Weed Knowledge Remains Out of Control

In time, synthetic insecticides from sugar esters will likely be commercialized and may be valuable for insecticidal use on flowers and ornamentals in the greenhouse, field, or nursery. (Image credit: Scott Bauer)

In addition to strangling pretty flowers, weeds squeeze pocketbooks worldwide. Weed-related costs add up to more than $500 billion, according to John Masiunas, a weed scientist at the University of Illinois at Urbana-Champaign.

"They can reduce yields or crop quality, make harvest more difficult, reduce the beauty, utility or land value for an area, and poison livestock, pets, or humans," Masiunas said.

So, how did weeds get there, and why, even after several exterminations, do they keep haunting our gardens?

Poorly understood cycles

Weeds are defined as plants that grow out of place. They can be native to an area, brought in by a contaminant, or introduced as an ornamental plant. Like other plants, weeds sprout regularly; they come as annuals, biennials, and perennials.

However, some years the backbreaking work of weeding gets worse.

That's because some seeds can remain dormant in the soil for long periods of time until they're triggered to germinate, according to recent research by weed ecologists at the Spanish National Research Council (CSIC).

"Our research has shown that, in the specific case of flixweed (Descurania sophia) in winter cereal fields, these seeds have a tendency to wake up every four years," said study team member Cesar Fernandez. "Probably other species will have a different behavior, but we still do not know."

The findings are published in the September issue of the journal the American Naturalist.

Weed killers

By understanding the sleeping cycle of weeds, scientists hope to stop the guessing game farmers and gardeners play with weed killers.

"This may have significant agronomic implications," said Jose Gonzalez-Andujar, another co-author of the study and president of the Spanish Weed Society. "One major aspect of the farmer's decision-making process regarding weed management is the annual assessment of the efficacy of the control tools used."

A farmer's use of herbicides seesaws with the number of weeds he sees in his fields. If a farmer's fields are plagued with weeds, he's likely to start spraying more herbicides. In future seasons, when weeds go dormant, he would be needlessly overdosing his crops.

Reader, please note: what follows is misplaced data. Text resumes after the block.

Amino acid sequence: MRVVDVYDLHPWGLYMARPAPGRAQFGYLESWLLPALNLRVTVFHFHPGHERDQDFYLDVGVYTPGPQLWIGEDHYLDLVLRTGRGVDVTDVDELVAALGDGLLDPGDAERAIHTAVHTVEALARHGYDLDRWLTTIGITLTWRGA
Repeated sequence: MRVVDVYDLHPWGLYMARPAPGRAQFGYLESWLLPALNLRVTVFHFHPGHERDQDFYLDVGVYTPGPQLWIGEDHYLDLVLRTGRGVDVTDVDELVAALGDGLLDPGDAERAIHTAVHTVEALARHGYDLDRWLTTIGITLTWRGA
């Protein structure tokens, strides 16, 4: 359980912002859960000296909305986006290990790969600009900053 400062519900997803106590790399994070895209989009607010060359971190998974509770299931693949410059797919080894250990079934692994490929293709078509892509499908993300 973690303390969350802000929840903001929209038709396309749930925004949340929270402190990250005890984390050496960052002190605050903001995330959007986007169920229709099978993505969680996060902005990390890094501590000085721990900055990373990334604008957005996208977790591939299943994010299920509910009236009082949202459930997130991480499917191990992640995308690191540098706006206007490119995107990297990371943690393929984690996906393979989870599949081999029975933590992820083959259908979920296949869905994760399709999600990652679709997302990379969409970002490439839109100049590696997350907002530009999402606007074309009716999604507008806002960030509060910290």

Since the 1940's, herbicides have been the go-to weapon for weed control. Selective herbicides work by killing off certain targets, while leaving desired crops relatively unharmed.

Costs beyond money

Weed-killing chemicals aren't cheap, nor are they light on the environment or human health.

Atrazine, the second most frequently detected pesticide in U.S. Environmental Protection Agency's  National Survey of Pesticides in Drinking Water Wells, turns male frogs into hermaphrodites. Agent Orange, used by the United States during the Vietnam War to defoliate forests, has been determined the culprit of cancer and nerve diseases in veterans. In 1995 Du Pont phased out its production of cancer-linked cyanazine, which controlled broadleaf weeds and grasses in corn and cotton fields.

"Because of environmental concerns, interest is growing for the use of new approaches to weed control to avoid or reduce the herbicide use," Gonzalez-Andujar told LiveScience.

Corey Binns lives in Northern California and writes about science, health, parenting, and social change. In addition to writing for Live Science, she's contributed to publications including Popular Science, TODAY.com, Scholastic, and the Stanford Social Innovation Review as well as others. She's also produced stories for NPR’s Science Friday and Sundance Channel. She studied biology at Brown University and earned a Master's degree in science journalism from NYU. The Association of Health Care Journalists named her a Centers for Disease Control and Prevention Health Journalism Fellow in 2009. She has chased tornadoes and lived to tell the tale.